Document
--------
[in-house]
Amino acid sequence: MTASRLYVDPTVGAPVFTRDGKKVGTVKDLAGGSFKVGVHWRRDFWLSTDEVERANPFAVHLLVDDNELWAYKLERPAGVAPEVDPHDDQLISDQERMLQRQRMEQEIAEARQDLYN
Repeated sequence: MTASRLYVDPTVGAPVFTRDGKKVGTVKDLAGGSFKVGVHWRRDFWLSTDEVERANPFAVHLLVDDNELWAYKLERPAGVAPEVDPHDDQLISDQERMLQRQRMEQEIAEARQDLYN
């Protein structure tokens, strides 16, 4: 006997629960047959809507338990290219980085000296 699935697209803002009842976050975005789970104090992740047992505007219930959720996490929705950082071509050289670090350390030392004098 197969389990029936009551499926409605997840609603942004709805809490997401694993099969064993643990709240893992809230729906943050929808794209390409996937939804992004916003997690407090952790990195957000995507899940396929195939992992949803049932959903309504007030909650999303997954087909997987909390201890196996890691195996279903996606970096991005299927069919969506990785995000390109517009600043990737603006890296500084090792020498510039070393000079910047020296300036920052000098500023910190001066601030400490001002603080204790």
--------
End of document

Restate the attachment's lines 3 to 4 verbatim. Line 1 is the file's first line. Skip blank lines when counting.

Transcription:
Repeated sequence: MTASRLYVDPTVGAPVFTRDGKKVGTVKDLAGGSFKVGVHWRRDFWLSTDEVERANPFAVHLLVDDNELWAYKLERPAGVAPEVDPHDDQLISDQERMLQRQRMEQEIAEARQDLYN
């Protein structure tokens, strides 16, 4: 006997629960047959809507338990290219980085000296 699935697209803002009842976050975005789970104090992740047992505007219930959720996490929705950082071509050289670090350390030392004098 197969389990029936009551499926409605997840609603942004709805809490997401694993099969064993643990709240893992809230729906943050929808794209390409996937939804992004916003997690407090952790990195957000995507899940396929195939992992949803049932959903309504007030909650999303997954087909997987909390201890196996890691195996279903996606970096991005299927069919969506990785995000390109517009600043990737603006890296500084090792020498510039070393000079910047020296300036920052000098500023910190001066601030400490001002603080204790």